Friday, April 16, 2010

A Downside to Niche Culture?

Chris Anderson's "The Long Tail" has some stunning implications about how falling costs to create, distribute, and search for media have changed our world from a "hit-based" culture, where everyone mostly reads the same books and watches the same TV shows, to a "niched-based" culture, where an ever-growing list of interests can be pursued in film, music, and literature.

He notes that, because of competition from cable and the Internet, the top TV show today doesn't draw a big enough audience to make it into the top 10 a few decades ago, even though the population has exploded in the time since. Also, the proliferation of Amazon has made orders of magnitude more books available in one place than anyone could have ever perused at a single brick-and-mortar store, yet 98% of the inventory sells at least one copy every quarter.

Now, we have less to talk about around the water cooler and more to talk about with Internet groups that share our increasingly diverse interests. I have much praise for richness of experiences that these niches allow us, but I wonder if we are putting too little emphasis on another important margin for entertainment: sharing and discussing it with others we care about.

The world is much more complex than this, but assume that, in 1960, you could only watch "The Andy Griffith Show." Today, in addition "The Andy Griffith Show," you could instead watch Japanese anime on your computer, or any of four other equally esoteric genres. Are we better off in a world where you can watch Japanese anime, which you immensely prefer to Andy Griffith, and can discuss it with friends online? It's now harder to strike up a conversation with a random co-worker or stranger at the bar, as your potential interests have diverged greatly. Cultural memes have a harder time catching on en masse, as only a small portion of the population will recognize a witty line or inside joke from the most mainstream shows. Is there something to be said for the era of greater in-person interaction, even if it revolved around shows that people only watched because there was nothing else on?


Adam Gurri said...

I was really enthralled with this book when it came out and I still consider it required reading for anyone who wants to understand how the internet is changing our lives. But I've come to disagree with Anderson on some specific points.

For instance, I don't actually think that big hits are either going to go away, or become less significant. I actually think that they will become more significant. In the old days a blockbuster movie could reap a lot of money and get a ton of viewers, it's true. But in the online world a video can reap hundreds of millions of viewers from around the world.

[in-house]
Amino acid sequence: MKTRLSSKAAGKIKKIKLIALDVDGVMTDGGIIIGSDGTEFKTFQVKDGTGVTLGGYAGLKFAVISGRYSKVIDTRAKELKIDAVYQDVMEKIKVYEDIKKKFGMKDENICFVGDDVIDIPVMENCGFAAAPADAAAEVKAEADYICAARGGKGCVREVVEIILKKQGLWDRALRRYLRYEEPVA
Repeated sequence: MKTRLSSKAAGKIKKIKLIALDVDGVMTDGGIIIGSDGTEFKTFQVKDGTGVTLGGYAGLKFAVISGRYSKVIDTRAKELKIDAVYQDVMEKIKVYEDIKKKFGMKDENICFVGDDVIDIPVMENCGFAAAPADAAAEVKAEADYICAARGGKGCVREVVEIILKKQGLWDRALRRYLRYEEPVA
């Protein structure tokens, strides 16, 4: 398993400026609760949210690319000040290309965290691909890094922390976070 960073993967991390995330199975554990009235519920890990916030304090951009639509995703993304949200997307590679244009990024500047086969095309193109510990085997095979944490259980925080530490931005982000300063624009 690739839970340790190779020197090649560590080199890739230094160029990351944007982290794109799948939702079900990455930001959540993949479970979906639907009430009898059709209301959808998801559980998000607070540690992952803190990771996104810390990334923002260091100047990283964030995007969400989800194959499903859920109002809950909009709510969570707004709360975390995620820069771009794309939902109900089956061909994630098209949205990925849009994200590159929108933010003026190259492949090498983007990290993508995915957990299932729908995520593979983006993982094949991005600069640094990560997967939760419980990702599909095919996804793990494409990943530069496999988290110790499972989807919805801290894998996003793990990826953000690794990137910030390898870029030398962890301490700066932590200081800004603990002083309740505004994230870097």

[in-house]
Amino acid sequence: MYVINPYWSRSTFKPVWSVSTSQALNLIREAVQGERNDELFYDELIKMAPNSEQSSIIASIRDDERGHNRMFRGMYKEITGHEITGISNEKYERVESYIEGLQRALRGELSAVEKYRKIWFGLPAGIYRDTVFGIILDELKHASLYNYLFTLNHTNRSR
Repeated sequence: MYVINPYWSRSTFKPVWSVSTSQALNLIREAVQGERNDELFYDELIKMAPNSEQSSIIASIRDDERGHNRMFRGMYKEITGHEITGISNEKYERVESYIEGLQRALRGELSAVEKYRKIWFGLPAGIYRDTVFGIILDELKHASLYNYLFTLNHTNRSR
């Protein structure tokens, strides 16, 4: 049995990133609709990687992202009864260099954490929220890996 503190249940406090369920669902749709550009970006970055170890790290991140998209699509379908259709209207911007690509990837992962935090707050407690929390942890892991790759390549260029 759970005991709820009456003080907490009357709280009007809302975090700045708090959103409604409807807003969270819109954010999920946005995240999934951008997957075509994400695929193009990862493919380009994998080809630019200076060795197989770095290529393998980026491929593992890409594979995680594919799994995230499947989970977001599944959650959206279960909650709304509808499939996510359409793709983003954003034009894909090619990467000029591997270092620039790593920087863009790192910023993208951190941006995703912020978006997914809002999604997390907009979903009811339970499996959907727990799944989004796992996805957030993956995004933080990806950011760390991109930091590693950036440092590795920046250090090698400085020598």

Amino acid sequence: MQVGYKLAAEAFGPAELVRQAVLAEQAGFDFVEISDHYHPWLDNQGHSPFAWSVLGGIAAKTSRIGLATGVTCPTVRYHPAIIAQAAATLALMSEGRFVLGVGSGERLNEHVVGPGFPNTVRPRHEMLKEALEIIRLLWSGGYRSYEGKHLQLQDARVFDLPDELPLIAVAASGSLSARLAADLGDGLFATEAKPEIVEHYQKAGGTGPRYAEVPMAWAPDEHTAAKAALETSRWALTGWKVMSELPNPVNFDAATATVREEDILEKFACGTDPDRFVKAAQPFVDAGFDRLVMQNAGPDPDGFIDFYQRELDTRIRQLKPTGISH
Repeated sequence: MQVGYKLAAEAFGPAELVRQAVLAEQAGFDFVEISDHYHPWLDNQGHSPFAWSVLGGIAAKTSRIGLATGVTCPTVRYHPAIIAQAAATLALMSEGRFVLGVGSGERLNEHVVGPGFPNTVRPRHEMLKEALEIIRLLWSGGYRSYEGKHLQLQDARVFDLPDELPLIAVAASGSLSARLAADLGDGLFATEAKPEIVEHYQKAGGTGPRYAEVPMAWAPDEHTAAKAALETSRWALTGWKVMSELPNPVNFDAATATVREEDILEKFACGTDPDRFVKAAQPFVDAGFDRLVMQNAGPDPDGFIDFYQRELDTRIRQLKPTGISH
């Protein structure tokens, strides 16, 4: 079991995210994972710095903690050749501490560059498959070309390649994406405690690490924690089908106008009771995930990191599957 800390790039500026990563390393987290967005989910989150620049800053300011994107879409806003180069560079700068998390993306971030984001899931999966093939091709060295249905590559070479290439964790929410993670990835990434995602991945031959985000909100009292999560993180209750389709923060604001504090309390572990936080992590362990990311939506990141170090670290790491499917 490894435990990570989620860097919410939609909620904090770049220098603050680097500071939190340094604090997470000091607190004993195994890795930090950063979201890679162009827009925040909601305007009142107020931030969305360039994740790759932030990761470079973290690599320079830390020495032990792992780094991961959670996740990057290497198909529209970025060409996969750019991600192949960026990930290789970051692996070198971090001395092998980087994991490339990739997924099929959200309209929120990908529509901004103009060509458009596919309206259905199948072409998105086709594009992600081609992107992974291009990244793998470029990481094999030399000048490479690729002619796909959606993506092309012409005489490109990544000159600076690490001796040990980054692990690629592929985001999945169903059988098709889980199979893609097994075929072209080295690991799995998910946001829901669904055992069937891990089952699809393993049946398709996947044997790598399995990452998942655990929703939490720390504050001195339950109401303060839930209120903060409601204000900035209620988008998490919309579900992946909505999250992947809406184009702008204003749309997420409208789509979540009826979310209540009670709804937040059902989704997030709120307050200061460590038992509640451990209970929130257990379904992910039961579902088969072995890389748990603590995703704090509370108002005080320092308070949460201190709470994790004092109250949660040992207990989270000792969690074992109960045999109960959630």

One of the implications of the long tail getting longer is that the big hits get bigger. This is something that Anderson doesn't really consider--but his focus on the niche side is just as important, I think.

What I'm saying is that I think we get our cake and can eat it too. We still have an enormous amount of shared experiences--remember when there was no way to hide from the Arlington Rap video?--but on the other hand we also get to have a lot of niche stuff that could never have existed in the pre-internet world because there weren't enough people interested in it, or they were too geographically dispersed to create a consolidated audience for it.

Greg Finley said...

Good point about the Arlington Rap video. And there are of course many other ways to relate to the people around you besides what's on TV, it's true.

Adam Gurri said...

Also, one great thing about the net vs. TV: if someone at the water cooler hasn't seen whatever the latest viral video is, you can just be like "you have to see this!" and show it to them right then and there on your computer.

Greg Finley said...

A similar point could also apply in the other direction. We might both be rabid fans of "24," but you can't talk to me about the most recent episode yet if it's still in my DVR queue.

Adam Gurri said...

Too true! I can't tell you how many friends I have that got into Mad Men that I've wanted to talk to about the last episode of season three, but have had to shut up and wait!